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High Performance Computing or Not

Can a 1w smartphone computer give you all the computer you really need in day to day modern life? 

Back near the end of 2012 I upgraded my desktop Black Box I with some dated discount performance goodies via NewEgg for a few hundred $ :) Lately I have been mostly using my computers (smartphone, tablets, desktops, laptop, Apple TV, ect) as information and media consumption devices. I mainly use my big overpowered desktop for a few special tasks and writing blog entries :)


Does it make sense to use a  huge power hungry desktop computer beast for basic computing tasks? Have we come to a point when high performance computing is really more power than a normal one needs or can even make use of most of the time? I find myself streaming HD content on an old 2nd Gen Apple TV, a tiny little under powered streaming computer and it gets me to thinking about how much computer power can I really make use of!

Luxurious IO 

Big screen, full sized keyboard and a optical mouse. I will admit that I love using my desktop because the keyboard and optical mouse and huge LED LCD screen are just a joy to use. Typing on a touchscreen is so tedious I have been eyeing a Bluetooth keyboard for my iPad 2 for a long time. The user interface is more complicated then what the screen icons and menus look like, the way we interact with computers with our hands and our eyes affects what we can do with them.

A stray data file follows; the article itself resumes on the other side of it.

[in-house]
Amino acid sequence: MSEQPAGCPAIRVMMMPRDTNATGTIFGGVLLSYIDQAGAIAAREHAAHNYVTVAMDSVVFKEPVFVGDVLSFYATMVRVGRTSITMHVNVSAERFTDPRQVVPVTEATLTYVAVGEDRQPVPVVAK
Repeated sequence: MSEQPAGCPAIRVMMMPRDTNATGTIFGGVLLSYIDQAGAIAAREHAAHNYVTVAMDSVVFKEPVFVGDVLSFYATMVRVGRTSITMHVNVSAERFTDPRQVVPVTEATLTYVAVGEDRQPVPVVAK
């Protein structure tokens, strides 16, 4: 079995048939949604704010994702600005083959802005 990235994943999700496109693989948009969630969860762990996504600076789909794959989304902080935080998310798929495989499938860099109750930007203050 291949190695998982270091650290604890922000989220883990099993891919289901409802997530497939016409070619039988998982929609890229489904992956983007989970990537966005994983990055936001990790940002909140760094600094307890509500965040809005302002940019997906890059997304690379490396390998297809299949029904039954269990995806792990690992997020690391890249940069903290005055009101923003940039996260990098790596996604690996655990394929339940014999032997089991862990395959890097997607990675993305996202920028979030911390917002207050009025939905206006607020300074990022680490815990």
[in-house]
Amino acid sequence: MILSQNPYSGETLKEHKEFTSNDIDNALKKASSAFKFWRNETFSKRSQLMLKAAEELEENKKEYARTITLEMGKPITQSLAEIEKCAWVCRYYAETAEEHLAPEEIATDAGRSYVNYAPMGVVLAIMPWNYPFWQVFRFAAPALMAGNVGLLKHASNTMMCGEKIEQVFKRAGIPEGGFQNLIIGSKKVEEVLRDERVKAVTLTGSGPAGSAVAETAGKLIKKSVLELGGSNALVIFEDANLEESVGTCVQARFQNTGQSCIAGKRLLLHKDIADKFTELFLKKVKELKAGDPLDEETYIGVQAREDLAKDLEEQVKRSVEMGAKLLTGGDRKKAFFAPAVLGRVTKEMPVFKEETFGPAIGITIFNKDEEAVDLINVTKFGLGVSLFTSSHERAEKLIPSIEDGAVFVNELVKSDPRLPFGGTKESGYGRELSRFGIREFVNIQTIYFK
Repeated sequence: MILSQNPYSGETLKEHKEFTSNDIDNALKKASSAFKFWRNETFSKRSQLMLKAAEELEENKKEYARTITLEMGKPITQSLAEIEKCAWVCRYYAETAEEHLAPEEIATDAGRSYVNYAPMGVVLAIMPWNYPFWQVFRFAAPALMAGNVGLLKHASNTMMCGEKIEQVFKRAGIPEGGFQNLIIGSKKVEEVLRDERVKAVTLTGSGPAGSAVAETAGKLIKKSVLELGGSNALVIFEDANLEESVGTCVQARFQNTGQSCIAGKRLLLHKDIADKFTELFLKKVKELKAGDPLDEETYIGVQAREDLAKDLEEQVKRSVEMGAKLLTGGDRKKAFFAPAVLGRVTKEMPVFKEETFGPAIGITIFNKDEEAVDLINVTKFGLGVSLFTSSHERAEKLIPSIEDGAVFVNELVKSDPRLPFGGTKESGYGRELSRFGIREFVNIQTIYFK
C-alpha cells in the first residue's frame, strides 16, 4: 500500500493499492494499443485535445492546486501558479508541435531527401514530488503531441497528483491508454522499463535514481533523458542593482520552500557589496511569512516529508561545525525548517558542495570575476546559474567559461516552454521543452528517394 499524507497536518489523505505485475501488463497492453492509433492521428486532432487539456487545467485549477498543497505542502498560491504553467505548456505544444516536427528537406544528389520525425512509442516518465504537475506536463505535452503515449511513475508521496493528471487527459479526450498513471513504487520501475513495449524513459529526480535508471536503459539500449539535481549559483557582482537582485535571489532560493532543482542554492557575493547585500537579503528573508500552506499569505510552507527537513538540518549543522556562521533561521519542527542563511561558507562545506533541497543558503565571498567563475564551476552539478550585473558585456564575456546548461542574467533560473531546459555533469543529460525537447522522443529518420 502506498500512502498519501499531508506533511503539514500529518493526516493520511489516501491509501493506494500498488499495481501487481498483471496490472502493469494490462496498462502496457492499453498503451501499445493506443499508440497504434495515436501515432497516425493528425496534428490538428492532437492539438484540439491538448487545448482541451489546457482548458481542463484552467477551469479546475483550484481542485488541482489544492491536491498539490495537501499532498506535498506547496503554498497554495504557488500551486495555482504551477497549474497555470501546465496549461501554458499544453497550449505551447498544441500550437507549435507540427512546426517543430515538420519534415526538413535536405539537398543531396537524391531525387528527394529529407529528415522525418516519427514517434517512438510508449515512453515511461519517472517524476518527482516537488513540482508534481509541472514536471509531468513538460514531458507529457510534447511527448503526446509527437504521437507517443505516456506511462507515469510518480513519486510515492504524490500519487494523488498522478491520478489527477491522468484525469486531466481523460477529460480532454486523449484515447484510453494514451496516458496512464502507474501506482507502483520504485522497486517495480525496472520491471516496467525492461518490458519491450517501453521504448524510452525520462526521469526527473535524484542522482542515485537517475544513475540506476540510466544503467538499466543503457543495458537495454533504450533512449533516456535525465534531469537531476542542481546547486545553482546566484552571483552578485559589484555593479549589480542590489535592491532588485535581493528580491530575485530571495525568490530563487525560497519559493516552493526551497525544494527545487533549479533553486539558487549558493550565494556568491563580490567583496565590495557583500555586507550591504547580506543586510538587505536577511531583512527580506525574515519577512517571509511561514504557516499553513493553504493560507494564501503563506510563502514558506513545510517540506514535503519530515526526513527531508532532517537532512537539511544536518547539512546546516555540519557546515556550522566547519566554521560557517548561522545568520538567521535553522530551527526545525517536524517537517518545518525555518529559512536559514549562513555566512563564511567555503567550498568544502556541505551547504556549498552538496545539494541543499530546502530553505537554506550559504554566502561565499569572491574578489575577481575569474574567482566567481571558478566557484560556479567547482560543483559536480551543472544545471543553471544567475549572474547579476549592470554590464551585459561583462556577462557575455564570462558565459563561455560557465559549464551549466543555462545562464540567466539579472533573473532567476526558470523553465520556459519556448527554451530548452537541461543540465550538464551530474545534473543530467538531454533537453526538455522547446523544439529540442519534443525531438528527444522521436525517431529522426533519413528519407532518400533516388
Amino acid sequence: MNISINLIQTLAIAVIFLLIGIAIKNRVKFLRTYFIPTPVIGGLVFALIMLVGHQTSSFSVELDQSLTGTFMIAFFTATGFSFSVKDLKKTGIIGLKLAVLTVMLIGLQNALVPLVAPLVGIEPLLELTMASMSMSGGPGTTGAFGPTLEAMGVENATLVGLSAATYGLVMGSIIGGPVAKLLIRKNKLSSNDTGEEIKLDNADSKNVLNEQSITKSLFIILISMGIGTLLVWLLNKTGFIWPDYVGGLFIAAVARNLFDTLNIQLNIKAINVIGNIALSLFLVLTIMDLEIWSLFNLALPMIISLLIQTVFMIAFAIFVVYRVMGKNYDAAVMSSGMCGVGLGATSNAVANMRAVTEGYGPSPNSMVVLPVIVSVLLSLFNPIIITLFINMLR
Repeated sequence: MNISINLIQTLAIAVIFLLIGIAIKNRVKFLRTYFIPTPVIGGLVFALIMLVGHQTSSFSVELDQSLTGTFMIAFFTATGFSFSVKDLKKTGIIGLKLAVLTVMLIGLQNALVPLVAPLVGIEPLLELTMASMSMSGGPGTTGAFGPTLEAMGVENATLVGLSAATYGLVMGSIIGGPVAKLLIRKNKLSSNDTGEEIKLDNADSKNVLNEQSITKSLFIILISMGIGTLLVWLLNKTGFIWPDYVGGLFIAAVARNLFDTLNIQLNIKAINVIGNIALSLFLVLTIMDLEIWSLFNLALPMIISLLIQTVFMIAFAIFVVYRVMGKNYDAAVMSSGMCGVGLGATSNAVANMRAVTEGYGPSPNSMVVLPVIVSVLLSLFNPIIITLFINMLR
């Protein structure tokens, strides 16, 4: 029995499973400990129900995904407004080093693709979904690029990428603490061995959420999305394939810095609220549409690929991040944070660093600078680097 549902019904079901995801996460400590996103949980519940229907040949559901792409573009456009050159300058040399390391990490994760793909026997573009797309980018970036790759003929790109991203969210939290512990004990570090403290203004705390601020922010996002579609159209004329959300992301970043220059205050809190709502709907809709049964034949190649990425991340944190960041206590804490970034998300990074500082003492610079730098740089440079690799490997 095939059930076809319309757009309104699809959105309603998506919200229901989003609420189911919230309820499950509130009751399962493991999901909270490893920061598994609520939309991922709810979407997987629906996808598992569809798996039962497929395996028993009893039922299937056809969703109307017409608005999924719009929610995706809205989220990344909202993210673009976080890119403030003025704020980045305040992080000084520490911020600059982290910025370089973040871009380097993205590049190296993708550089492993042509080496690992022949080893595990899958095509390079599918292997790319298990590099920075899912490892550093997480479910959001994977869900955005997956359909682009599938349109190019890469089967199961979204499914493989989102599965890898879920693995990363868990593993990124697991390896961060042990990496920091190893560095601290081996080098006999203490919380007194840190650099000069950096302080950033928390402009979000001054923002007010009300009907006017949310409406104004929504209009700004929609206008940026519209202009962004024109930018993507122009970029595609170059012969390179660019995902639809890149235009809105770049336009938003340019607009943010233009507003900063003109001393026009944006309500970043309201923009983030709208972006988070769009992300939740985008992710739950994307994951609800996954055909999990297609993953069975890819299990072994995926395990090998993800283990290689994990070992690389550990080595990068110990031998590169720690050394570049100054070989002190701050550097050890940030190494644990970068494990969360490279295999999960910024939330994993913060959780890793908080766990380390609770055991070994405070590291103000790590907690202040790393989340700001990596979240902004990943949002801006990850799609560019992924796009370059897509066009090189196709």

Touching Screens and Consuming Content

Tablet computers are widely regarded as consumption devices. Amazons latest batch of Kindle Tablets are a good example of what I mean. Books, Movies, Games, Music, TV, the Internet. The iPad,  Kindle Fire HDX, and countless other tablets aim to give users effortless consumption options with touchscreen selection ease, instant streaming, no clutter, cloud access/ storage, ect.

The old e-reader Kindles like my 3rd Gen Keyboard Kindle are great for reading text (paperback/hardback like text heavy books), and can even render the web (slowly). They were designed for and are designed as consumption computers. Small, battery friendly, efficient, sunlight readable, paper like reading computers with wifi to download content instantly and enough memory to save hundreds to thousands of books depending on how much data each book file contains.

Laptops Reign Over Desktops 

Laptops have largely replaced desktops for mainstream computer users of all kinds. The laptop can be used to watch dvd's or stream movies, play music, write college papers, do all sorts of business productivity work, and essentially edit movies and content: laptops are creation computers in contrast to tablets which are largely consumption computers.

Phablets Winning 

With phones like the Galaxy Note 2 we can see that a smartphone and tablet can be blended to create something that is greater and more useful than a small smartphone or wifi only larger tablet.

Laptops Breed with Tablets

With high performance tablet computers with detachable keyboards cases like the Microsoft Surface, someone has figured out that blending windows 8 with a touchscreen is a good idea, and that a tablet with a keyboard becomes more like a laptop, and thus can be used for productivity, in which the touchscreen finger combo replace the mouse, and the keyboard case makes the tablet more like a laptop, fit for productivity.

12hr Battery Apple Air w/Haswell